It’s almost frightening how good novelist Laura Lippman is at churning out top shelf books that take a twisted view of suburbia. Her latest, And When She Was Good, her 11th, showcases Lippman at her best. It’s not technically a mystery or even a thriller – though there are certainly some white knuckle passages toward the end – but the story is impossible to resist nonetheless.
Helen, the protagonist, is an upscale madam in the Maryland suburbs, raising her son alone and working carefully to cultivate an image as a successful lobbyist for women’s issues. Her dark past is pretty much hidden from all around her with the exception of her old pimp, currently locked up in prison, and the cop who put him there with her help. Another madam ends up dead, which starts to bring back people from Helen’s past (now going by Heloise).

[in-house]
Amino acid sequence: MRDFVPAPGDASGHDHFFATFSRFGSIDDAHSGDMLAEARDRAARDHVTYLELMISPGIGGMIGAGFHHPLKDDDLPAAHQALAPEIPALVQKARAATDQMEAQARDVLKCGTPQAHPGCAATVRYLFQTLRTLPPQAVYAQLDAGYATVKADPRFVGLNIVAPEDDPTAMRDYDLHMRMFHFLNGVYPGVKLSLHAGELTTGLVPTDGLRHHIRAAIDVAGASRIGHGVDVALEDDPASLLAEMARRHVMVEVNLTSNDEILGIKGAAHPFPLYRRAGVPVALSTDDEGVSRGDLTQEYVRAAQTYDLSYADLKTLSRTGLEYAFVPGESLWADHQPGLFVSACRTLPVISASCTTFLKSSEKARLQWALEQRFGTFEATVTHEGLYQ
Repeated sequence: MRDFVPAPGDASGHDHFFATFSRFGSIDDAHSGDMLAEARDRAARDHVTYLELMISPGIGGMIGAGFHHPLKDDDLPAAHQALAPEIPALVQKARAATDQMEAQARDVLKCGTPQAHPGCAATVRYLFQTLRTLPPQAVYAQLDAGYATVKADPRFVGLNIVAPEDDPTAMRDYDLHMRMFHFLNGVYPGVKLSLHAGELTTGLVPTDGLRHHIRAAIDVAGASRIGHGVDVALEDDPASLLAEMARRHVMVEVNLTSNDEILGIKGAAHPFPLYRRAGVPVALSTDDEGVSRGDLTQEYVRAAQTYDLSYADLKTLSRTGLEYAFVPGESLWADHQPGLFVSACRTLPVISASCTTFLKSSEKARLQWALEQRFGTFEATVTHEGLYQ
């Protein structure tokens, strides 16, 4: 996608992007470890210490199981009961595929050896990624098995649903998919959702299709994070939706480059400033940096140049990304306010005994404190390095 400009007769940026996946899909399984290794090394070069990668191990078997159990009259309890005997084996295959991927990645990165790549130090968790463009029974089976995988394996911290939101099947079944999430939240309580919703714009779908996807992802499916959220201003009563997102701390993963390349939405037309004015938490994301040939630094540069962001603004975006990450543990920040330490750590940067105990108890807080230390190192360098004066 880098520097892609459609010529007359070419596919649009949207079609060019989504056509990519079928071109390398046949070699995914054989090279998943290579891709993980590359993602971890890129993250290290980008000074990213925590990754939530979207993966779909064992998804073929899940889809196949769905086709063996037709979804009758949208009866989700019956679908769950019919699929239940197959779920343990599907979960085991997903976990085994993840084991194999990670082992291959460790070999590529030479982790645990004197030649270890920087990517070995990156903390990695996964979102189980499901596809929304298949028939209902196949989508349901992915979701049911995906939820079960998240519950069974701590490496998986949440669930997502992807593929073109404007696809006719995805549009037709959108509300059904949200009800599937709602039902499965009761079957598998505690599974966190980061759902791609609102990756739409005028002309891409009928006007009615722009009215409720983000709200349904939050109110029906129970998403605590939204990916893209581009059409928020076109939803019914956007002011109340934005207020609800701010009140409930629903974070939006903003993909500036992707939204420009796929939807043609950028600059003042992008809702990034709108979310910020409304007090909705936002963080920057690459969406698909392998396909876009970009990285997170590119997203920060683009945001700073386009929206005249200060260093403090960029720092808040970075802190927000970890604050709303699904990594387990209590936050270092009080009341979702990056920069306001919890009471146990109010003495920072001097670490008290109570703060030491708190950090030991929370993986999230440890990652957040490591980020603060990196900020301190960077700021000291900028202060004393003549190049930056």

The story alternates between the present and past before coming together two-thirds of the way through. Along with concocting compelling characters, Lippman’s knack for never allowing the plot to drag (quite likely an attribute she picked up as a reporter with the Baltimore Sun) is beyond admirable. And When She Was Good is one of Lippman’s best in an already impressive catalogue.
And When She Was Good by Laura Lippman/Hardcover/320 pages/William Morrow/2012